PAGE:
Junis will come up to take the place of Trevor Cahill in the rotation. The last time he pitched a big league game, he went eight innings and gave up just one run and zero walks against the Mariners. That’s kind of the life of a rookie in the rotation. At times you’ll see glimmers of excellence and other times, you’ll pull your hair out watching. If he can keep the A’s in the yard, I think he’ll do quite well in this one, but the home run ball has bit him before.
Weather: 62°, Wind SW 6-12 MPH, Mostly Cloudy, 0% Precipitation
Smith was a fourth round draft pick of the Boston Red Sox in 2002 and reached the big leagues for the first time in 2008 before pitching parts of the next two years with the Brewers. He spent some time out of baseball and in the Independent Leagues before resurfacing and pitching well enough in Triple-A last year to get a shot with the A’s in the bullpen. Now he’s in the rotation. And no, he isn’t pitching well, but it’s definitely a good story.
Smith has a very traditional repertoire. He throws a fastball, changeup and curve and that’s it. The fastball averages about 86 mph, so he has to be pretty fine with it to get by. Too often, he hasn’t been fine with it, allowing a .327 average and .855 slugging percentage on that pitch with seven homers allowed in just 55 at bats. The curve, though, has been nasty. He’s allowed a .086 average with a .229 slugging percentage on it and has gotten his most whiffs with the pitch. Smith, a righty, has an interesting split this season because his OPS allowed against righties is way higher than against lefties, but it’s due to a .671 slugging percentage. Against lefties, he’s allowed a similar average to what he allows against righties, but an OBP that is 86 points higher. Basically, lefties are going to walk for the righties to drive them in with the extra base hits. Smith throws a ton of first pitch strikes and opponents have hit .478 with a 1.043 slugging percentage on the first pitch. Get to swinging.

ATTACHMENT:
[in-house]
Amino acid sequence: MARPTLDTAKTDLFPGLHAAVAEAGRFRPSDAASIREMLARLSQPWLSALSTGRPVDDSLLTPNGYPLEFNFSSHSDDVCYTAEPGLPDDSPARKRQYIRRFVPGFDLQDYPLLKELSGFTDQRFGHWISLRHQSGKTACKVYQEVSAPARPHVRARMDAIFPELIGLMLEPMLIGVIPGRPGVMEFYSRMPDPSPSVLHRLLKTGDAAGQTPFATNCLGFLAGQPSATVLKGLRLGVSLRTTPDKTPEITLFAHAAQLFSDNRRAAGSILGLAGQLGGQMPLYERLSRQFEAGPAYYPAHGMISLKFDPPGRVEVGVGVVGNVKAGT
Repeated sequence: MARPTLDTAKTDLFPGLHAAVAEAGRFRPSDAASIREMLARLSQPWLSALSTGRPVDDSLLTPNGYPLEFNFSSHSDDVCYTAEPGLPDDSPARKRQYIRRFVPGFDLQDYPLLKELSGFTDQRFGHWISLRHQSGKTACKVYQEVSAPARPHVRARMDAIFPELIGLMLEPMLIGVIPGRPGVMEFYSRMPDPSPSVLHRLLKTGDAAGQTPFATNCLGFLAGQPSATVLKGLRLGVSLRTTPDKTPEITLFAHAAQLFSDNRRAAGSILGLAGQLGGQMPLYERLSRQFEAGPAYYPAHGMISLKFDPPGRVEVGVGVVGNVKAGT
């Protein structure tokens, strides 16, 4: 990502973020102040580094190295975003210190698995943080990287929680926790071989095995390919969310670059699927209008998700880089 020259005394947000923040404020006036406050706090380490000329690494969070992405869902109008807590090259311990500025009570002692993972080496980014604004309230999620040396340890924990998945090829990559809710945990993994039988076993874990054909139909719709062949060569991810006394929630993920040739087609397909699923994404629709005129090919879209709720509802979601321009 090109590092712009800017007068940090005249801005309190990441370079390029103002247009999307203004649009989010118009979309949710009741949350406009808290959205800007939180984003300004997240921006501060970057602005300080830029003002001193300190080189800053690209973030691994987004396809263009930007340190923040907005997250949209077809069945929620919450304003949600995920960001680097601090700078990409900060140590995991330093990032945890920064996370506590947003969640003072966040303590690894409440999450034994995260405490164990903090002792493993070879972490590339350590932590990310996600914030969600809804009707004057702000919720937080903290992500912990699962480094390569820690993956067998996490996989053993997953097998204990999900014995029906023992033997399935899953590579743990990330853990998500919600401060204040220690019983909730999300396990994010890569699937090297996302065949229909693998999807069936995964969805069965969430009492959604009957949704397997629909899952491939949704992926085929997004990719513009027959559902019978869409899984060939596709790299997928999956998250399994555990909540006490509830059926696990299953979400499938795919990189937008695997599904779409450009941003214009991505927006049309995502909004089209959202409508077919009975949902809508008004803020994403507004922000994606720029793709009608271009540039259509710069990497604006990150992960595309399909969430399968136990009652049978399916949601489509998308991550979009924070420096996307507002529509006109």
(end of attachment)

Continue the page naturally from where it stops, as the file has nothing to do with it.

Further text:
Hammel gets to face his former team. At this point, we have a pretty good idea what Hammel is going to give on a daily basis. Since early June, he’s made 13 starts and gone 79.2 innings with a 3.73 ERA. In those 13 starts, he’s allowed three or fewer runs 12 times and gone five or more innings in all 13. No, he probably shouldn’t be in there when the lineup turns over a third time if it can be helped, but he’s been the epitome of consistent, and in a good way.